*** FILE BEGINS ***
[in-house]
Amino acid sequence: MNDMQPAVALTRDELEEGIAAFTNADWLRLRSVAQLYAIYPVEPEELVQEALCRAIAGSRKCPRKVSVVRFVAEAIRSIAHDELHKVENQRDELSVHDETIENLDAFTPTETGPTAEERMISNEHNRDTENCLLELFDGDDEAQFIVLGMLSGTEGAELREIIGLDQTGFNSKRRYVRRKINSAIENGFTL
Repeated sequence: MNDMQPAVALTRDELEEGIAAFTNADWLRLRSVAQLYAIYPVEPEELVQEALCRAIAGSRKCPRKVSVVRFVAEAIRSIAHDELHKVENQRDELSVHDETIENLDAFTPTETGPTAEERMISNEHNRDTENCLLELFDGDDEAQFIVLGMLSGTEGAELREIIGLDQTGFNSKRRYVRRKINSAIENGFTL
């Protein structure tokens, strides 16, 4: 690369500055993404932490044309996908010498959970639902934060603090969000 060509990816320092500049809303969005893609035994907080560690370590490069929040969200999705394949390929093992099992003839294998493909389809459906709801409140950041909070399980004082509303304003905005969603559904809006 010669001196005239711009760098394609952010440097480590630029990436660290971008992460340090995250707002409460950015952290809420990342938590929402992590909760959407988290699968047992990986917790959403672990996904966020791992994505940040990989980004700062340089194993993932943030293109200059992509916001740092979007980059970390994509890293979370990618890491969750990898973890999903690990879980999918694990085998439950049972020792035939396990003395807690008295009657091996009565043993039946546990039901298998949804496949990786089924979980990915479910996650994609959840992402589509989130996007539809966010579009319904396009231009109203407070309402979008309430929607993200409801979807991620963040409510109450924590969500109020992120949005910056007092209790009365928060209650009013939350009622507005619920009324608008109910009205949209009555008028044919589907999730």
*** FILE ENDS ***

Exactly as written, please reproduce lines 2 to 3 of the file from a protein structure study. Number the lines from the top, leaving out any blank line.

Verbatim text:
Amino acid sequence: MNDMQPAVALTRDELEEGIAAFTNADWLRLRSVAQLYAIYPVEPEELVQEALCRAIAGSRKCPRKVSVVRFVAEAIRSIAHDELHKVENQRDELSVHDETIENLDAFTPTETGPTAEERMISNEHNRDTENCLLELFDGDDEAQFIVLGMLSGTEGAELREIIGLDQTGFNSKRRYVRRKINSAIENGFTL
Repeated sequence: MNDMQPAVALTRDELEEGIAAFTNADWLRLRSVAQLYAIYPVEPEELVQEALCRAIAGSRKCPRKVSVVRFVAEAIRSIAHDELHKVENQRDELSVHDETIENLDAFTPTETGPTAEERMISNEHNRDTENCLLELFDGDDEAQFIVLGMLSGTEGAELREIIGLDQTGFNSKRRYVRRKINSAIENGFTL